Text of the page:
Indeed, the House of Flowers Mausoleum, also known as the May 25th Museum, is actually Tito's home. Today there are various items that show more than anything else about the cult of personality that surrounded him. At his home you can see his collection of luxury cars, as well as many items and gifts the leader received, from various leaders in the world and from his Yugoslavian people. A place of honor is seen in the exhibition in the mausoleum of the medals he received for his military activities. Unlike other tyrants, most of Tito's awards and medals were entirely justified.
Tito was a much stronger statesman than his counterparts in other communist countries. During World War II he commanded the largest partisan army in Europe. As a fighter, he was then known as a courageous and aggressive commander, who fought firmly against the Nazi occupation army.
From the end of World War II, until his death in 1980, Tito led the Socialist Federal Republic of Yugoslavia as a dictatorship. He did so according to the principles of communism, but he was careful to maintain independence from the Soviet Union and was often in conflict with Stalin, who respected him much more than his counterparts in other communist countries in the Communist bloc.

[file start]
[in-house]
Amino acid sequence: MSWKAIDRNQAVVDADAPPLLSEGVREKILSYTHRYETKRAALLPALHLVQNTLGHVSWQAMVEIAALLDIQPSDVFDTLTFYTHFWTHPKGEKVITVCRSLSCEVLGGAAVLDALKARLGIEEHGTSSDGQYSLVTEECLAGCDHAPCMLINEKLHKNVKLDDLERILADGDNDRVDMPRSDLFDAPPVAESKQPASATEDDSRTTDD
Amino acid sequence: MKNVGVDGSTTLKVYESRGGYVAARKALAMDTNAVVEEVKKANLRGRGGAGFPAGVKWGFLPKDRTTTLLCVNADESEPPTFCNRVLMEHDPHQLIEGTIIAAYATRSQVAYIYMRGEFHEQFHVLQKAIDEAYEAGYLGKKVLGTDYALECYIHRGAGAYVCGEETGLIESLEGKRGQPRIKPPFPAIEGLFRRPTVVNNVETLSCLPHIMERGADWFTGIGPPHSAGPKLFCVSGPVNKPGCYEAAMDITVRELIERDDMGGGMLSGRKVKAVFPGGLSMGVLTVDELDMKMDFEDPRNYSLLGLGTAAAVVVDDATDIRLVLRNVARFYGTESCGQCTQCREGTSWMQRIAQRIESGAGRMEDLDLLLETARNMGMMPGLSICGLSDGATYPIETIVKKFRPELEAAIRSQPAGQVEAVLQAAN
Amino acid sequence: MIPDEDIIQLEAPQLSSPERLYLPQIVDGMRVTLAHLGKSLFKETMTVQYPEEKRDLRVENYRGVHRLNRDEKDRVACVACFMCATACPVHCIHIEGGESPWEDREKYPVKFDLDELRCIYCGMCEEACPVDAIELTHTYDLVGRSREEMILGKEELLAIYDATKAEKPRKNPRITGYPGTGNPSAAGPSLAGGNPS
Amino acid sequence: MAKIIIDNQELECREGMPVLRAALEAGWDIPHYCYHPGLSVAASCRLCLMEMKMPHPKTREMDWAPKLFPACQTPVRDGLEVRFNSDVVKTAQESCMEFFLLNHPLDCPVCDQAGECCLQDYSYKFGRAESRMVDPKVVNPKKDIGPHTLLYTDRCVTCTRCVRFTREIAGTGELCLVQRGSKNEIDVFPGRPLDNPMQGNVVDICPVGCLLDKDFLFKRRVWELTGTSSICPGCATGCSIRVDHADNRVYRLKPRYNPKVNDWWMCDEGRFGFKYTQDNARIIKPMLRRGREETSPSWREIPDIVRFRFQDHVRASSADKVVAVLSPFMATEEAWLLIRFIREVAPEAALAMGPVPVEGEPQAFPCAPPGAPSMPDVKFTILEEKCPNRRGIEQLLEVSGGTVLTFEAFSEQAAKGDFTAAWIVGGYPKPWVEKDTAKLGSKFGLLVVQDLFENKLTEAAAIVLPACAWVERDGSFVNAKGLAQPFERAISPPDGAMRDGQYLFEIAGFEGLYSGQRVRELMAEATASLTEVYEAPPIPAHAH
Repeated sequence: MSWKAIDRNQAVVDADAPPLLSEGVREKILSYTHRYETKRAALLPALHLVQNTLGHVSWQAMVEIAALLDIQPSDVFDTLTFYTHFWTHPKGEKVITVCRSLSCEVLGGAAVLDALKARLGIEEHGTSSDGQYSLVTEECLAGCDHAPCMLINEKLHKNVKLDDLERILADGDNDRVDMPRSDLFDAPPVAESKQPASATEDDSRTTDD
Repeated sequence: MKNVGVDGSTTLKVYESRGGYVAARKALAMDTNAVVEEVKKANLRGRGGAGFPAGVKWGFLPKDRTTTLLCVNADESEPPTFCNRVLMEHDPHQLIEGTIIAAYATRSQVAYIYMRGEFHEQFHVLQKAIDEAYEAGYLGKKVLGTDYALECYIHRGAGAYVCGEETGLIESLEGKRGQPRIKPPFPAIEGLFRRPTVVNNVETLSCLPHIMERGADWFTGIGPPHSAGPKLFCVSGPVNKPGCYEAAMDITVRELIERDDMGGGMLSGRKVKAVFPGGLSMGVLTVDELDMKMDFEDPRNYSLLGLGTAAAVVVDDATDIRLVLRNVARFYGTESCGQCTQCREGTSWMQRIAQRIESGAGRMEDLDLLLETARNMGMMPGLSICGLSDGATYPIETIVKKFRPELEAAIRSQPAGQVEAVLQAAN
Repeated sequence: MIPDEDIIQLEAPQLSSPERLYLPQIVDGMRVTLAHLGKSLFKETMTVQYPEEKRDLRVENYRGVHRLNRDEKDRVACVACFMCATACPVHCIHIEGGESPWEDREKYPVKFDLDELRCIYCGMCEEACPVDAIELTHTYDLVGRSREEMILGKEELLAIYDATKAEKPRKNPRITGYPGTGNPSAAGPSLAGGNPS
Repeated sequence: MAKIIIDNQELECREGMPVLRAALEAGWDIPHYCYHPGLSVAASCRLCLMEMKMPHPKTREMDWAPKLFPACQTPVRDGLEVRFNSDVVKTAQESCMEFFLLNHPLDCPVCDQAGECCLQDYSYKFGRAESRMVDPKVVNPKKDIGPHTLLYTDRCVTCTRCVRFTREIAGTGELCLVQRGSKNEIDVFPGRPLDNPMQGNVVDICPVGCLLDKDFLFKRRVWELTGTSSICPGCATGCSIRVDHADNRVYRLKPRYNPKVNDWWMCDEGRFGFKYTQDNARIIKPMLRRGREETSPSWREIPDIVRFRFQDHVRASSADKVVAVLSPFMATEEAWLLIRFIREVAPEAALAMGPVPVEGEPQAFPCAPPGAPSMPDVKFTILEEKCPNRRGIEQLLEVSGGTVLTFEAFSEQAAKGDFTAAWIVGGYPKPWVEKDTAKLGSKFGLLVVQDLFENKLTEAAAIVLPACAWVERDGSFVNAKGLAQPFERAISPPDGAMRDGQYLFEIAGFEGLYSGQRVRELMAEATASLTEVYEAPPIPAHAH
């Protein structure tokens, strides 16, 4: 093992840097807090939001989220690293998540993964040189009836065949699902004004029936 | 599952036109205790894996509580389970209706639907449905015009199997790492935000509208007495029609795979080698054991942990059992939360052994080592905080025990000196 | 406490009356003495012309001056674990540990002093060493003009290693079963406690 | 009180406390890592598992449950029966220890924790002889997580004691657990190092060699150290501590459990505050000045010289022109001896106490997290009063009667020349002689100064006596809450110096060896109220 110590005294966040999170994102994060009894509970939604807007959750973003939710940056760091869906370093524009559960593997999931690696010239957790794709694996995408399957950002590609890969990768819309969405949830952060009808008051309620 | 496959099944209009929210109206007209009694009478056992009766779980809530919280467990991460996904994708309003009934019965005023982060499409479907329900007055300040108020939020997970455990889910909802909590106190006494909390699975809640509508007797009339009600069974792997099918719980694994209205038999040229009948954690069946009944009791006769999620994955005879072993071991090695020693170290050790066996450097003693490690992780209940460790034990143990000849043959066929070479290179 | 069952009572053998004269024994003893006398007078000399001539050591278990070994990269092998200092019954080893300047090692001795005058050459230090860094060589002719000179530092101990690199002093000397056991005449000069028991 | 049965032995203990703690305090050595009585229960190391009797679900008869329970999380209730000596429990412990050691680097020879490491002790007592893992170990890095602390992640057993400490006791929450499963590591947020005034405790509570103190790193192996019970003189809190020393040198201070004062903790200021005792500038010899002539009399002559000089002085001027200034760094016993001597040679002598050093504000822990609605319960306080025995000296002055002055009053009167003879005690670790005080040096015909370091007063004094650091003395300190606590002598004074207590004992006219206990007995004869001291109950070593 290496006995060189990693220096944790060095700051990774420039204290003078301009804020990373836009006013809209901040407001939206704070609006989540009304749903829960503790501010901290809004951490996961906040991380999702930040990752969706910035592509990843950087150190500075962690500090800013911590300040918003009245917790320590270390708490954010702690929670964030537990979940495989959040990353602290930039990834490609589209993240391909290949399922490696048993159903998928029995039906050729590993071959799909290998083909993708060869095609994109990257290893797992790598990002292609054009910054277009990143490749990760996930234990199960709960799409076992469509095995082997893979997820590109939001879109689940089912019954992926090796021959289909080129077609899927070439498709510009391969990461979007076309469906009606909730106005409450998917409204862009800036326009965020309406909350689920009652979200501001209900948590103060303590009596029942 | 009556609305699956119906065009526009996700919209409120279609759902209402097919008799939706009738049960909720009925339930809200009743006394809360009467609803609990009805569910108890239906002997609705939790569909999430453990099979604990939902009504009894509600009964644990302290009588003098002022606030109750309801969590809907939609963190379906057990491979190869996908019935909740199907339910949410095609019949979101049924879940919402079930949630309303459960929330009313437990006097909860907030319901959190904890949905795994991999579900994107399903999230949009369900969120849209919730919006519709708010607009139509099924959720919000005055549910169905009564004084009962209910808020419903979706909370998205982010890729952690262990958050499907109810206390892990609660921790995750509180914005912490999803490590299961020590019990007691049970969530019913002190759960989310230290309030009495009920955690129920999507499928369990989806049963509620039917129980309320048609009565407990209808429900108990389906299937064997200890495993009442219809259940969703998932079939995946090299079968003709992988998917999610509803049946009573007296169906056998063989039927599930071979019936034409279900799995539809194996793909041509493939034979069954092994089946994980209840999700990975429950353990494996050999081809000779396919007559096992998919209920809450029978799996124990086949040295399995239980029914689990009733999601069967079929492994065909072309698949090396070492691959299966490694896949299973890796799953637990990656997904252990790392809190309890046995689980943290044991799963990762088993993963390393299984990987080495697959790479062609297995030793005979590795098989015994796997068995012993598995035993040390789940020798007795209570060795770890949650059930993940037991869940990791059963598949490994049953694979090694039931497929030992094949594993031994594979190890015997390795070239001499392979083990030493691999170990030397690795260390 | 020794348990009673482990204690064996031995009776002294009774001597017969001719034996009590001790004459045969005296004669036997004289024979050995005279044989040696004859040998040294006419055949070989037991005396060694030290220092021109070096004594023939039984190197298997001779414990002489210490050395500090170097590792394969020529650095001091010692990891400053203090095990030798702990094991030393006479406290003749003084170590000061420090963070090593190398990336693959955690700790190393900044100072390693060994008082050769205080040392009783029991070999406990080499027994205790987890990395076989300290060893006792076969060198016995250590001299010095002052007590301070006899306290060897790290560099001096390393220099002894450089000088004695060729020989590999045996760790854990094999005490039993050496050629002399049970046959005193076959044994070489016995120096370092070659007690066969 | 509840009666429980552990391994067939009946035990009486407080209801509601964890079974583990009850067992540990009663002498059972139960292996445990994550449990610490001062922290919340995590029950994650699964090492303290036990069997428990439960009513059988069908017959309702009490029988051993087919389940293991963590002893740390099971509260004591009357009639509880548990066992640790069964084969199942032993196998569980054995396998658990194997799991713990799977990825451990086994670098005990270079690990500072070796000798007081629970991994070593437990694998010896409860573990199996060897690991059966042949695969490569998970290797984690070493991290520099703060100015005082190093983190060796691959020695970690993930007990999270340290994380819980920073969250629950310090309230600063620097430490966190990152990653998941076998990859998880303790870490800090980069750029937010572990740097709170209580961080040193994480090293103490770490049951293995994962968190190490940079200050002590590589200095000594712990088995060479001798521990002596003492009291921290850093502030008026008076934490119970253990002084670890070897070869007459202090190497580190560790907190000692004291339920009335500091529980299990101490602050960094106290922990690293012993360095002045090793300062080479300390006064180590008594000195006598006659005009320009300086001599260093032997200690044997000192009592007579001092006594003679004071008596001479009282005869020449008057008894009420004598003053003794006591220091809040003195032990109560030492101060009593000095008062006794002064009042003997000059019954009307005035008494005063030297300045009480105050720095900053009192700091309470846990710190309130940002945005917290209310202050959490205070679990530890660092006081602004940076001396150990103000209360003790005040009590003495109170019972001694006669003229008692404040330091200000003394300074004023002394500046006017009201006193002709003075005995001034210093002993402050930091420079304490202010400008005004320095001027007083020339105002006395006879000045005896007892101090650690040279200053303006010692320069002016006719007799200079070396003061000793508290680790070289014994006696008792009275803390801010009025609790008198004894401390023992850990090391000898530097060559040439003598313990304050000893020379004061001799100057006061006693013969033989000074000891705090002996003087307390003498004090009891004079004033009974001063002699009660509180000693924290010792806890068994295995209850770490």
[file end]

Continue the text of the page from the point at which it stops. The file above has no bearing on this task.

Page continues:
To the citizens of Yugoslavia, Tito gave quite a bit of ease with the communist system. It enabled connections with the West, relative freedom of movement, information flow from the West, and more. Tito also took care of cultural freedom and ensured that English will be a mandatory language to learn at the level of mother tongue in Yugoslavian schools.